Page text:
The Node has an id, weights and connections, a running_value, running_hits, connected_from (the number of connections that are from different nodes to it), the kind (type of node), and the leaf_id (if it is a leaf). This implimentation of the leaf_id is lazy. There are better ways to do it.

Let's examine what it looks like to add a node to the network.

pub fn add_node(&mut self, kind: NodeKind) {
    let node = Node::new(kind);
    let node = Rc::new(RefCell::new(node));
    match kind {
        NodeKind::Normal => {
        NodeKind::Input => {
            for n in &self.leaves {
        NodeKind::Leaf => {
            for n in &self.inputs {
    for _i in 0..5 {

The add_node function takes the kind of node as an argument, adds it the appropriate vector, and if it is an Input, or Leaf connects it to all of the leaves or inputs respectively. If it is a Normal node, it connects it between two already created nodes. At the end of the add_node function, we connect the newly added node with 5 other random nodes already in the network.

Here is where the name Chaos Network originated. Unlike the standard feedforward NNs, Chaos Network has no concept of layers, just nodes connected to one another in a random assortment.

The only other notable associated function for the Network is the forward function, all other functions are helpers around constructing the network and adding nodes.

pub fn forward(&mut self, mut input: Vec<Tensor0D>) -> Vec<Tensor0D> {
    let mut output: Vec<Tensor0D> = Vec::with_capacity(self.leaves.len());
    output.resize(self.leaves.len(), Tensor0D::new_without_tape(0.));
    for (_i, n) in self.inputs.iter().enumerate() {
        (**n).borrow_mut().forward(input.remove(0), &mut output);

The forward function is very simple. We initialize a vector of tensors we iterate over our input nodes passing in the values passed to the network. In the case of MNIST we will have 784 input nodes we call forward on.

fn forward(&mut self, mut input: Tensor0D, output: &mut Vec<Tensor0D>) {
    self.running_hits += 1;
    let mut x = &mut self.running_value + &mut input;
    // If we do not have all of our data yet, comeback later
    if self.running_hits < self.connected_from {
        self.running_value = x;
    // If we are done, reset the middle values
    self.running_value = Tensor0D::new_without_tape(0.);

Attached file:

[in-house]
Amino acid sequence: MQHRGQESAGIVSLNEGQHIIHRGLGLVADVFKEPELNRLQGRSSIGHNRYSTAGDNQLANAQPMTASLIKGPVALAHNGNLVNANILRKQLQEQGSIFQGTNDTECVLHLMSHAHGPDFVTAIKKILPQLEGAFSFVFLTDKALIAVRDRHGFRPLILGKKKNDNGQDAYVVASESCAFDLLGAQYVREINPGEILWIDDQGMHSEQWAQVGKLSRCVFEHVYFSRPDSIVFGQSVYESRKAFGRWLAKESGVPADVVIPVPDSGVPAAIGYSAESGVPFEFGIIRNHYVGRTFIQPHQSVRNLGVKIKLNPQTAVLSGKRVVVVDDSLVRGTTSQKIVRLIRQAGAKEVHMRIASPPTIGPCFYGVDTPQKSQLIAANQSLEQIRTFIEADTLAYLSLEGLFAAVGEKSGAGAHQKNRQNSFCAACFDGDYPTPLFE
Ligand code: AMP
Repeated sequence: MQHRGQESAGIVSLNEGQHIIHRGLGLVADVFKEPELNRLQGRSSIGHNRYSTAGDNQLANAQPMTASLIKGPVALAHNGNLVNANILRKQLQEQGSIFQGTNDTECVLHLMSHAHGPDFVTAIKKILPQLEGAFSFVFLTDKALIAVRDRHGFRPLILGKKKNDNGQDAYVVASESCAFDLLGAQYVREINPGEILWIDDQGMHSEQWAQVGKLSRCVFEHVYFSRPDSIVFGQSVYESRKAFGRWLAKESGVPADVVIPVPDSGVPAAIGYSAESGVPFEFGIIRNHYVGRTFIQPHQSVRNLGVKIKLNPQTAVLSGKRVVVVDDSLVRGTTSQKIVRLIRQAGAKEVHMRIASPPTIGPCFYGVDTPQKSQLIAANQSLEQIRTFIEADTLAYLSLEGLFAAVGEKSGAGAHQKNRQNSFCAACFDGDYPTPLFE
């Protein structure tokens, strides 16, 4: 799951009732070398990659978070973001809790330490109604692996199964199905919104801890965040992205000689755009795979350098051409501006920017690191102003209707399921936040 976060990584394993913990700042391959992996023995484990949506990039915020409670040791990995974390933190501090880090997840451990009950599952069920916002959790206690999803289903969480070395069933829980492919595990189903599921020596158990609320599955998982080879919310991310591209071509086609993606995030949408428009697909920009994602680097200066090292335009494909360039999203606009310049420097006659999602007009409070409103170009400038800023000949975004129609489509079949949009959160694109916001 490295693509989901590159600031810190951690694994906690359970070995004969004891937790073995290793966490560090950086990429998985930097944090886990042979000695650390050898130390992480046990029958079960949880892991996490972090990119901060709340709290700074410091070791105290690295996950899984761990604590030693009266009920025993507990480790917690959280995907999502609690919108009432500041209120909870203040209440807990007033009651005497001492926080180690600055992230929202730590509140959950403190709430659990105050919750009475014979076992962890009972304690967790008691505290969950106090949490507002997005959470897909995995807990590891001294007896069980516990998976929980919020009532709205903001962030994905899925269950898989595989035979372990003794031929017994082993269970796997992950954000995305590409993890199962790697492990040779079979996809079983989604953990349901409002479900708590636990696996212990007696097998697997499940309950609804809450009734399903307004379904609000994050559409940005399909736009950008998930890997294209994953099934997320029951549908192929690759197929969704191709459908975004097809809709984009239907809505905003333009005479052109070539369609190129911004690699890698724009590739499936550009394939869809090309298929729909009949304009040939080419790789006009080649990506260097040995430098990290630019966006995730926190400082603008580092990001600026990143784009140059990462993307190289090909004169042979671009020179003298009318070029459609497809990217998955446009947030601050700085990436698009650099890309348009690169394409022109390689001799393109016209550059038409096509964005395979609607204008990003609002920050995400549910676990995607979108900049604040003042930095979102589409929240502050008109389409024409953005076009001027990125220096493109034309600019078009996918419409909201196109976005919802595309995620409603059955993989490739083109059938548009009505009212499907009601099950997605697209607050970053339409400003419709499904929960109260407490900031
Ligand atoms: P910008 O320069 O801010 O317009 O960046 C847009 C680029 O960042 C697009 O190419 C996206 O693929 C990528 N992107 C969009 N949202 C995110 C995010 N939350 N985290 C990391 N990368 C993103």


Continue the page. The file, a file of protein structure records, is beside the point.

self.running_hits = 0;
    // If we are a leaf, push the value, else call forward on our connections
    match &self.kind {
        NodeKind::Leaf => {
            output[self.leaf_id as usize] = x;
        _ => {
            x = &mut x
                + &mut (&mut Tensor0D::new_without_tape(1.)
                    * self.weights.first_mut().unwrap());
            if matches!(self.kind, NodeKind::Normal) {
                x = Tensor0D::mish(&mut x);
            for (i, n) in self.connections.iter().enumerate() {
                    .forward(&mut self.weights[i + 1] * &mut x, output);

The forward for the Node (above) is slightly more complicated. First we increment running_hits, then we sum the input with our running_value, and check if all nodes that are connected to it have been included in the running_value. If they have not we return. This may seem unintutive, but in a situation where each node may have many connections, we do not want to continue forward through the network until the total input has been sent to this node. If you examine how normal feedforward NNs work, this idea is the same, although potentially harder to interpret in code.

Once all inputs have reached the node and been summed into the running_value we reset the running_value and running_hits so the network is ready for the next pass. We then check the kind of node we are in. If we are a Leaf, we save our value in the output. If we are not a Leaf, we add our bias and continue.

After adding the bias, we check if we are not an Input. If we are not an Input, we apply our activation function. In this case, we have chosen to use the mish activation function.

Finally, we call forward on all other connected nodes multiplying by the weight associated with that connection.